There are other cultural allusions. All of the ones I have seen seem to originate from the Period of Warring States.

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Thanks, this is essentially half the answer I was hoping for. The other half would explain the usage of "烂" in the phrase, i.e. why use "烂" to describe tongues? I see a related phrase: 烂舌头, but the meaning of "烂" in it seems to be different. What's the exact meaning of "烂" in this phrase? Obviously it doesn't mean rotten or overcooked. –  congusbongus Aug 6 '13 at 0:07
    
Um.. I think you have the wrong dictionary there. Try this one: zdic.net/z/1d/js/70C2.htm . Anyway, it's not related to 烂舌头 at all. The 烂 here is related to the word 破烂, which means tattered, broken as in tattered paper scrap. So 不烂 means not tattered, still sharp/smooth as new. –  deutschZuid Aug 6 '13 at 0:14
    
I added more details in. –  deutschZuid Aug 6 '13 at 0:19
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A small mistake: 三寸 is only accurately 10 centimetres since sometime in the 20th century. The length of 一寸 actually changed during times, a little over 2 centimetres in ancient China. See here –  Yu Hao Aug 9 '13 at 2:18
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@deutschZuid Wikipedia:尺 is helpful since 1尺is 10寸, the problem is, the length changed from time to time, so it's hard to say accurately how long 三寸 is. –  Yu Hao Aug 9 '13 at 2:53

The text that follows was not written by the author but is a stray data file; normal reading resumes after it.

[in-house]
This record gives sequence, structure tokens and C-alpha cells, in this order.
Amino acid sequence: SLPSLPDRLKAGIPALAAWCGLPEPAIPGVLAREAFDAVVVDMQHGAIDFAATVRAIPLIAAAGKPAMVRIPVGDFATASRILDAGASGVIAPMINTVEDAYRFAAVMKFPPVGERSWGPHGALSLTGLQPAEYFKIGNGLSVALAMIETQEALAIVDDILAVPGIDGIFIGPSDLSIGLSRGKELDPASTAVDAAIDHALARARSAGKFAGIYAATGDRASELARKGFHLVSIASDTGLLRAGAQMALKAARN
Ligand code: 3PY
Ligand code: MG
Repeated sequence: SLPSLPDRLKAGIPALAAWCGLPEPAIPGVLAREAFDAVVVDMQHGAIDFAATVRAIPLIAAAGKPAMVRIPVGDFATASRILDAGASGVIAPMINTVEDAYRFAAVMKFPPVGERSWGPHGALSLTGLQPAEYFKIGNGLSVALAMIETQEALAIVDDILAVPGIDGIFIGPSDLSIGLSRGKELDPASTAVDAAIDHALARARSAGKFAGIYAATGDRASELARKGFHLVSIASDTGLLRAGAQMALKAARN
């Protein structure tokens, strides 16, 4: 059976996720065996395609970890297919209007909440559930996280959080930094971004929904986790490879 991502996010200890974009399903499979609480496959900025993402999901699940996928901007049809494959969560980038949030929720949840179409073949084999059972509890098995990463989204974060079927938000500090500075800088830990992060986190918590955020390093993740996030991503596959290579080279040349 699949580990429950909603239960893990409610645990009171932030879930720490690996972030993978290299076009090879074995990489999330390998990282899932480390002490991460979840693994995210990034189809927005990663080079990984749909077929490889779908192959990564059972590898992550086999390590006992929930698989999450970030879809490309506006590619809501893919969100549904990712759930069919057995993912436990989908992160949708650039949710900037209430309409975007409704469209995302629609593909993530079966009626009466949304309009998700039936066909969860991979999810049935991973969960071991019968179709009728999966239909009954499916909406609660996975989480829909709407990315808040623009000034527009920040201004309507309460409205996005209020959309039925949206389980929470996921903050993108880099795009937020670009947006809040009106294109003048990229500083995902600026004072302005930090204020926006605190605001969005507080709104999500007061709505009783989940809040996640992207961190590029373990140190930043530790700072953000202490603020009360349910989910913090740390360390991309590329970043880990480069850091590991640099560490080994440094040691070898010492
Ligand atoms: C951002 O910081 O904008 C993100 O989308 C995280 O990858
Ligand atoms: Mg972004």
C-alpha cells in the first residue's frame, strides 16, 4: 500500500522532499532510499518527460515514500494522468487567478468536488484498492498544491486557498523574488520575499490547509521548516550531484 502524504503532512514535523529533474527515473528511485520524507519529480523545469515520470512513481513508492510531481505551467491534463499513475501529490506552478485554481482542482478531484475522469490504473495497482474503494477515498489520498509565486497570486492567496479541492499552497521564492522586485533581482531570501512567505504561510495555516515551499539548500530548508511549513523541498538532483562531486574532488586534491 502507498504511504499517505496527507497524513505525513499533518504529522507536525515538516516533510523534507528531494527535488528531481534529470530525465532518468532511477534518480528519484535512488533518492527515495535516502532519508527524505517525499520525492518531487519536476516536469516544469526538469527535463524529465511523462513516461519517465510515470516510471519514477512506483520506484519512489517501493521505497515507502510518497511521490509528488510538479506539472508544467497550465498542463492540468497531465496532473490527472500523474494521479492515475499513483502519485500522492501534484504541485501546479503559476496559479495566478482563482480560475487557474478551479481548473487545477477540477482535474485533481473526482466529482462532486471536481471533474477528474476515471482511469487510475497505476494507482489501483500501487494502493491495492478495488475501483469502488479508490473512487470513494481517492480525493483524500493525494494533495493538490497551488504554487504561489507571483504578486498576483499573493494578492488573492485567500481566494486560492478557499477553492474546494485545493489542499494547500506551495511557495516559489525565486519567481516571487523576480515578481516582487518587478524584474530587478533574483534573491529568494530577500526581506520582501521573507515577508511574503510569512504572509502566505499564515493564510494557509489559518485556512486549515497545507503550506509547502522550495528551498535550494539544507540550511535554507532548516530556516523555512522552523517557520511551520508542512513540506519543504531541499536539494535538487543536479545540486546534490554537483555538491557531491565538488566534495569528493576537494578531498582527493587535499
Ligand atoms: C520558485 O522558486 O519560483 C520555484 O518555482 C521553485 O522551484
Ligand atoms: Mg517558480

The original allusion was back in the Period od Warring States as deutschZuid has said. "三寸之舌,强于百万之师".

Now as to the question of why use 三寸. This is apparently the usage of parallelism which is one of the most common rhetoric in ancient China: [三(number)寸(unit)之舌(noun)],强于[百(number)万(unit)之师(noun)]. Although 百万 is actually a number, it can be interpreted as "one hundred of 万", hence using 万 as an unit.

Then the last question left is why use 不烂 to describe the tongue. Notice that the oldest allusions were without these two characters. 不烂 was added to this phrase later on. Considering the etmology, the most sounding source should be the legend of Kumārajīva(鸠摩罗什), who was a famous 4th century Buddist and translator. Before his death he took an oath: "若所传无谬者,当使焚身之后,舌不焦烂"(roughly means, "if my translation works are without errors, my tongue shall not be burnt during the cremation of my body"), and it turned out, according to legend, his tongue did preserved after the cremation. Therefore 不烂 had since then merged in to the phrase 三寸之舌, somehow, to describe the great eloquent.

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I don't remember what the story was, but this phrase is about 张仪。You should probably read 史记 or 战国策。张仪 is the student of 鬼谷子。And the story has something to do with a failed 游说。I am sorry I can't provide more details. But even if I do, I am not sure I can tell the story in English, I am not good at it.